These problems can be hacked around in various ways and for the most part that is what we ended up doing. To give an example, to workaround the problem that the editor viewports can only show “saved” data, the tools would continuously save the user’s unsaved edits to temporary files that could then be compiled and displayed by the runtime.

While hacks like this can be made to work, it is not a very nice solution. It makes the system complex and tricky to reason about. There are a lot of unnecessary disk operations, and race conditions can occur when multiple tools try to write temporary files and compile the project.

When Autodesk acquired Bitsquid and renamed it Stingray, we wanted to move from this collection of tools to a single unified editor. While this in theory should have made it possible to share data between the tools and fix some of these issues — the rewrite was such a big project that it in fact never fully completed during our time at Autodesk. In the end, there were still some tasks that required using the “old tools”, and the basic setup with the JSON files on disk being “authoritative” wasn’t changed.

Other problems with the Bitsquid data model were:

  • Since the model was disk-based (the JSON files on disk were authoritative) it couldn’t represent in-memory operations such as Copy/Paste and Undo. These operations therefore had to be custom-written for each tool.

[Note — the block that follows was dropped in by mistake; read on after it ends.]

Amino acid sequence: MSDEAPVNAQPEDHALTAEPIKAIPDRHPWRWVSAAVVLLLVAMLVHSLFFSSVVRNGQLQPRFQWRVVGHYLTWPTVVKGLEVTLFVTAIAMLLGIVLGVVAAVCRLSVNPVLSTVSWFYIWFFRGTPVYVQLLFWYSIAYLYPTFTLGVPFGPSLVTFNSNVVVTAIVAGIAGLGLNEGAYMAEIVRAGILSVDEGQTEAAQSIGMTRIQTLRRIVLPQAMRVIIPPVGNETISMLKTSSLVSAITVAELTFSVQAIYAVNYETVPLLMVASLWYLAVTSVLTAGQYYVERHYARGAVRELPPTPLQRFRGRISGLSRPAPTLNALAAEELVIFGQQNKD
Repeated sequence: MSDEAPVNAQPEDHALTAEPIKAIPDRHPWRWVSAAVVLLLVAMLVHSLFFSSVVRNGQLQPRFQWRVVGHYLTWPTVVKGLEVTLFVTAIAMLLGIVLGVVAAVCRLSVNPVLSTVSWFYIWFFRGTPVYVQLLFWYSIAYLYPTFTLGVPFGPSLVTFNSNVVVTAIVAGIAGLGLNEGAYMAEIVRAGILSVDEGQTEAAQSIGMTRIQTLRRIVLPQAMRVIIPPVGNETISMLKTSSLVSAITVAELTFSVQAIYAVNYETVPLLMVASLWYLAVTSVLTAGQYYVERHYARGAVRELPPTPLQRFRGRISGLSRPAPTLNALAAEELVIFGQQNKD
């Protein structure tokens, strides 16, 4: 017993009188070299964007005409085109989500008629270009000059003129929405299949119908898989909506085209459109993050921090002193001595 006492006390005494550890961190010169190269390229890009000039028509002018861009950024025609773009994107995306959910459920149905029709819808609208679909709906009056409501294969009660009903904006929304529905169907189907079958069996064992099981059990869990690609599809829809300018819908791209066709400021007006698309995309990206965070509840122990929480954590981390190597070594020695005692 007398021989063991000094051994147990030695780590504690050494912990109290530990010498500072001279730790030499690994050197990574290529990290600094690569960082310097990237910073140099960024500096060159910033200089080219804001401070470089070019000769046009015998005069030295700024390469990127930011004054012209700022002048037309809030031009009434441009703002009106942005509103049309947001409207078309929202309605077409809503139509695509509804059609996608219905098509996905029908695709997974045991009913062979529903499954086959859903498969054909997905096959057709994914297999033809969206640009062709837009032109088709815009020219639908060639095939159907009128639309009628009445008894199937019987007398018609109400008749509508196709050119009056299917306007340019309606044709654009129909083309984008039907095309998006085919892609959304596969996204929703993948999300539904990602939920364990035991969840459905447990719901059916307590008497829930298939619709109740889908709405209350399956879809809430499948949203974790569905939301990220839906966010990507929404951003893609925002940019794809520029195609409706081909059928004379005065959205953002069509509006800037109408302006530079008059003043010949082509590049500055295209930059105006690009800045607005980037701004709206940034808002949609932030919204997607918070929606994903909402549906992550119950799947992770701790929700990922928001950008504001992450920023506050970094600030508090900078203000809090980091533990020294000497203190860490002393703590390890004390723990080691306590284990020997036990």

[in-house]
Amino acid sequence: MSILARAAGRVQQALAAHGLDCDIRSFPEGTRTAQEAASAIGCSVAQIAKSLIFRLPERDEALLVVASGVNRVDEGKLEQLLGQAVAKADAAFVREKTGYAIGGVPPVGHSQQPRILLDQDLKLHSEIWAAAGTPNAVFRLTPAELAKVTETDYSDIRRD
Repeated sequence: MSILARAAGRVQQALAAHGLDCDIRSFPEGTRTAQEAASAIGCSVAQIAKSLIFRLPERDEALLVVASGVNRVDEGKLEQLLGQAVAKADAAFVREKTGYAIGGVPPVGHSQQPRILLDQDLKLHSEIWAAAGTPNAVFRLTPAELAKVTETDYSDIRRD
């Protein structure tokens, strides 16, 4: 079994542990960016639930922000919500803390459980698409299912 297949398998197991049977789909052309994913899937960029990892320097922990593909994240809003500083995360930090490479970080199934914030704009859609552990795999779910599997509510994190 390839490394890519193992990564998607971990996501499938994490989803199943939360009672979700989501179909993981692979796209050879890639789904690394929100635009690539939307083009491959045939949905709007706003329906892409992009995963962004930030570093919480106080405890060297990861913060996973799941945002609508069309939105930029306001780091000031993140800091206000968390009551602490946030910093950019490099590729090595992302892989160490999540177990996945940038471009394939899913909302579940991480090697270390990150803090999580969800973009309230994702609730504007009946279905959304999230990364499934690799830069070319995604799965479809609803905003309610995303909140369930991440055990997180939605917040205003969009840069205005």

• While the data model could represent references to other files with a path texture = "trees/03/larch" these “reference strings” were not distinguished from other strings in the JSON files. Thus, you couldn’t reason about references without knowing the semantics of each file. Also, there was no consistent way of representing references to a sub-object inside a file.

  • Again, with a disk-based model there was no way of implementing real-time collaboration in the data model. While the Bitsquid level editor had real-time collaboration support (based on serializing the commands in its undo-queue), the lack of a consistent data model between the tools meant that collaboration didn’t carry over to the other tools. And when the tools were unified to a single all-in-one editor, this collaboration feature was lost.